by Kerry Dougherty
Most of the country is focused on the chaos taking place in Congress.
That’s nothing compared to the slice of crazy unfolding in Virginia Beach.
As best we can stitch together from Facebook and stories in The Virginian-Pilot, a member of the House of Delegates has been sitting on what could be a key piece of evidence in the mass shooting at the Virginia Beach Municipal Center in May of 2019.
Del. Kelly Convirs-Fowler, a Democrat, claims to have a laptop belonging to Dewayne Craddock , the city employee who murdered 12 people in a gruesome bloodbath in Building 2 on May 31, 2019 before he was finally killed by police.
According to a Facebook post Wednesday, Convirs-Fowler no longer has possession of the mysterious laptop, but has entrusted it to her lawyer.
The delegate refused to turn the computer over to Virginia Beach police who wanted to authenticate it as belonging to Craddock and examine it to see what’s on it.
According to The Pilot, Convirs-Fowler is also refusing to return the laptop to the woman who allegedly possessed it after the shootings. Convirs-Fowler was given the laptop by a third party.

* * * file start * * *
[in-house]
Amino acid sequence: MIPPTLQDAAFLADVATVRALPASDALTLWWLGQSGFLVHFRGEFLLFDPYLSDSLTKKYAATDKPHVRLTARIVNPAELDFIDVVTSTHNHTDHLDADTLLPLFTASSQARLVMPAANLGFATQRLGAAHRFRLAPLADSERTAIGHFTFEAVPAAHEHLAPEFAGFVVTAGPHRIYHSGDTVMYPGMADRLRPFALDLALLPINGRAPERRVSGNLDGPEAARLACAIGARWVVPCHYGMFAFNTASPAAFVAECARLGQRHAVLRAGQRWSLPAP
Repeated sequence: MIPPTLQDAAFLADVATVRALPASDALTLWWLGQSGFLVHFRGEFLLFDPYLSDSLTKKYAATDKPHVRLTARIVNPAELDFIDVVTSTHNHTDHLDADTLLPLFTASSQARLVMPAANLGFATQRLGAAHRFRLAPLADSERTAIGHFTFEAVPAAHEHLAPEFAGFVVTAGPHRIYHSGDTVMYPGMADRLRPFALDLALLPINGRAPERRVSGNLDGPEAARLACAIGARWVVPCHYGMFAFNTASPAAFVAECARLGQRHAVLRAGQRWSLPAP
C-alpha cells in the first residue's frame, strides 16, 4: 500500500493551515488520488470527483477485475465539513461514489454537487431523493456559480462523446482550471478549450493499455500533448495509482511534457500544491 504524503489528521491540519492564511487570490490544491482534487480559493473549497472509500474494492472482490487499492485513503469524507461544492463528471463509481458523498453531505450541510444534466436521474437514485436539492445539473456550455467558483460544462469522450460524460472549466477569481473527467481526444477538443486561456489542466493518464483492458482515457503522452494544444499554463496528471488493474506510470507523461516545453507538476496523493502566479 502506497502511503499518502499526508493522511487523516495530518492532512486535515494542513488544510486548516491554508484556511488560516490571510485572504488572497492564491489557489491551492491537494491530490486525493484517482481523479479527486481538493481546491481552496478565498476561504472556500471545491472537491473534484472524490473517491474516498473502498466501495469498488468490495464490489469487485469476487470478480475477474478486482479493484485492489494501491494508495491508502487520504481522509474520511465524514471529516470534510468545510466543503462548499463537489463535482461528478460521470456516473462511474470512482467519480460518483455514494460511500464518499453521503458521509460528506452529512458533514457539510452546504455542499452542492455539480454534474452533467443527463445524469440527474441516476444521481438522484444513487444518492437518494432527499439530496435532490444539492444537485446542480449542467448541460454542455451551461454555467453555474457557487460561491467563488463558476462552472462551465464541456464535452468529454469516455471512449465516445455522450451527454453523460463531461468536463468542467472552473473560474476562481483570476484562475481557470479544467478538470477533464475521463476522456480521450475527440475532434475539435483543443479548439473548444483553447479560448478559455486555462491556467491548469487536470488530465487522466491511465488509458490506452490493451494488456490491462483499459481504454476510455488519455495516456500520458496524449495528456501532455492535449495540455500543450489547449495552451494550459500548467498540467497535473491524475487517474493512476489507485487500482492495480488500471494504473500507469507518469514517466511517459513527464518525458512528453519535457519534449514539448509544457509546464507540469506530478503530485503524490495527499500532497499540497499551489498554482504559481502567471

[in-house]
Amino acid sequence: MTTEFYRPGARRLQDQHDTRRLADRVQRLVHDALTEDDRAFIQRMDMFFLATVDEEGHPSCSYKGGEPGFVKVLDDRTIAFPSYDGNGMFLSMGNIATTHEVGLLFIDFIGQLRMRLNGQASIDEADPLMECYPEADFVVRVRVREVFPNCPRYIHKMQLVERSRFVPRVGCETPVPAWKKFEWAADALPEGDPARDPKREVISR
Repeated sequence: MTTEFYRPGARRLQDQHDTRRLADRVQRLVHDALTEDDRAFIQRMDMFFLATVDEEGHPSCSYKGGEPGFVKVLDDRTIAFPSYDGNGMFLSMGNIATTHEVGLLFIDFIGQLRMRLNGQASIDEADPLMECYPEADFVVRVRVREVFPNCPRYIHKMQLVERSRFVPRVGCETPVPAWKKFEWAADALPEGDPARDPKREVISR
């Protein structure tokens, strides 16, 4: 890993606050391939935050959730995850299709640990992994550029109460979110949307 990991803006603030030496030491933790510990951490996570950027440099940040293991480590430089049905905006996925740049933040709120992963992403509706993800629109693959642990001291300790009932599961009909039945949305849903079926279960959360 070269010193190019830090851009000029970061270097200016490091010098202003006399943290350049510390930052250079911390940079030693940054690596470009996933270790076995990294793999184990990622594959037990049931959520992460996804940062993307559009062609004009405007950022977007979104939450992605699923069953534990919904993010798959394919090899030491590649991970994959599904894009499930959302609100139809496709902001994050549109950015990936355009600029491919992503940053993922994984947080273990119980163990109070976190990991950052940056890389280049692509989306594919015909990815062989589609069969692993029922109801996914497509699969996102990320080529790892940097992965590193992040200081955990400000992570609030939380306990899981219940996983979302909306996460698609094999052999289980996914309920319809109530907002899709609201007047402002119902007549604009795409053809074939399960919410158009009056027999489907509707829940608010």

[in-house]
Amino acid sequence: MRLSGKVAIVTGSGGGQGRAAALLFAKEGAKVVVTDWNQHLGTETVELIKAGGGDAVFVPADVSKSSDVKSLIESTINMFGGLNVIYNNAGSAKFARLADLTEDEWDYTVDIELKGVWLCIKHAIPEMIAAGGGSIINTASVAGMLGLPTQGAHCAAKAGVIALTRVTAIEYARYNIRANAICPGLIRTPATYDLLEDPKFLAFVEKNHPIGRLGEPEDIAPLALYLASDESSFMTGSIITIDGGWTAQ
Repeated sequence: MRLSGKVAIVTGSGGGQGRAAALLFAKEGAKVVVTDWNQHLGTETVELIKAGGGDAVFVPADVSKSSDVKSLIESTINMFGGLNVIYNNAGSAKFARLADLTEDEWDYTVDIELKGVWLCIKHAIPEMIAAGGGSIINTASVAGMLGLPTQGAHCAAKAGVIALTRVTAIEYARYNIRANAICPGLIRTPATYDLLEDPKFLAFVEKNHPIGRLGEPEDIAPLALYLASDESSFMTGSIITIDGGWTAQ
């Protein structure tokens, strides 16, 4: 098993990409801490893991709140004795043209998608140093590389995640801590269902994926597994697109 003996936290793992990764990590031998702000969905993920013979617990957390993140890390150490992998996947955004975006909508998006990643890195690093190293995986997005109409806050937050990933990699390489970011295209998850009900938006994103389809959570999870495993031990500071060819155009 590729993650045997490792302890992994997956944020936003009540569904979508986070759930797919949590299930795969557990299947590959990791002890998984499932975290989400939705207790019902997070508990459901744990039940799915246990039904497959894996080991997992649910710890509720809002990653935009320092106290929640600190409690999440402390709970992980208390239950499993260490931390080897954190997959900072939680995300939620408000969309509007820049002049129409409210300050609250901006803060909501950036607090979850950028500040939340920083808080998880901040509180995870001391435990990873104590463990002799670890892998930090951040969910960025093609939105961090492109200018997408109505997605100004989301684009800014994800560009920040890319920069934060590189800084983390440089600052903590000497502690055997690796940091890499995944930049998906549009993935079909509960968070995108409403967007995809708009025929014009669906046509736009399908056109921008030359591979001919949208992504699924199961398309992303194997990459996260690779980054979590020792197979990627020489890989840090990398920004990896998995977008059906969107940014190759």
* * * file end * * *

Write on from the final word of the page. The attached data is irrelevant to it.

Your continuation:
A lengthy email from that third party — Beth Mann — was part of a press release from the delegate this week.
An earlier report by law enforcement claimed that no laptop was found in Craddock’s residence, although his co-workers reportedly told police that he frequently carried one.
Troubling questions have been raised about the motive of the killer and whether there were warning signs that he was about to snap and engage in workplace violence. Others — including Convirs-Fowler — have questioned the thoroughness of the investigation.
In a letter last month, Attorney General Jason Miyares blasted the erratic 21-member Beach Mass Shooting Commission that is investigating the investigation. About half of the panel has resigned.
Miyares wrote that “diligent” commission members have met resistance from others on the panel as well as the city itself when seeking information.
Lingering and deeply disturbing questions about the shooting and the subsequent investigation render the sudden appearance of this laptop critically important. It could hold clues to the mindset of the killer and whether he had a list of targets.
Instead of playing tug-of-war with what could be a vital piece of evidence, the laptop should go to law enforcement — perhaps to Miyares — immediately.
Relatives of the victims and survivors of the slaughter have waited long enough.
This column is republished with permission from Kerry: Unemployed & Unedited.